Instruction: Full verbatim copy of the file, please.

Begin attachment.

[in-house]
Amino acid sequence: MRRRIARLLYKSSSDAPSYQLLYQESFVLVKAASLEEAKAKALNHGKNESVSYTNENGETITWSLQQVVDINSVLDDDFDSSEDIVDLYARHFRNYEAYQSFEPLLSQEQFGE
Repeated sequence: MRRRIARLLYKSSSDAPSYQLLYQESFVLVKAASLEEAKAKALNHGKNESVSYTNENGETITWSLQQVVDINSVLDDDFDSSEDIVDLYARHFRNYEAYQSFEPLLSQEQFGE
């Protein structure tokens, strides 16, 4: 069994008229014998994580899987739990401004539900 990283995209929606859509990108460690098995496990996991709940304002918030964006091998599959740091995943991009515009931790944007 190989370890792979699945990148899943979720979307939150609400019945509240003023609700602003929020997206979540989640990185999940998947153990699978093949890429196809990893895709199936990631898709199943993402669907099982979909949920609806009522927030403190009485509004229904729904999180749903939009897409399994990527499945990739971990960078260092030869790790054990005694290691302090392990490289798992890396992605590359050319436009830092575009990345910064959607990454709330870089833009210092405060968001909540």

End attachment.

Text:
[in-house]
Amino acid sequence: MRRRIARLLYKSSSDAPSYQLLYQESFVLVKAASLEEAKAKALNHGKNESVSYTNENGETITWSLQQVVDINSVLDDDFDSSEDIVDLYARHFRNYEAYQSFEPLLSQEQFGE
Repeated sequence: MRRRIARLLYKSSSDAPSYQLLYQESFVLVKAASLEEAKAKALNHGKNESVSYTNENGETITWSLQQVVDINSVLDDDFDSSEDIVDLYARHFRNYEAYQSFEPLLSQEQFGE
């Protein structure tokens, strides 16, 4: 069994008229014998994580899987739990401004539900 990283995209929606859509990108460690098995496990996991709940304002918030964006091998599959740091995943991009515009931790944007 190989370890792979699945990148899943979720979307939150609400019945509240003023609700602003929020997206979540989640990185999940998947153990699978093949890429196809990893895709199936990631898709199943993402669907099982979909949920609806009522927030403190009485509004229904729904999180749903939009897409399994990527499945990739971990960078260092030869790790054990005694290691302090392990490289798992890396992605590359050319436009830092575009990345910064959607990454709330870089833009210092405060968001909540």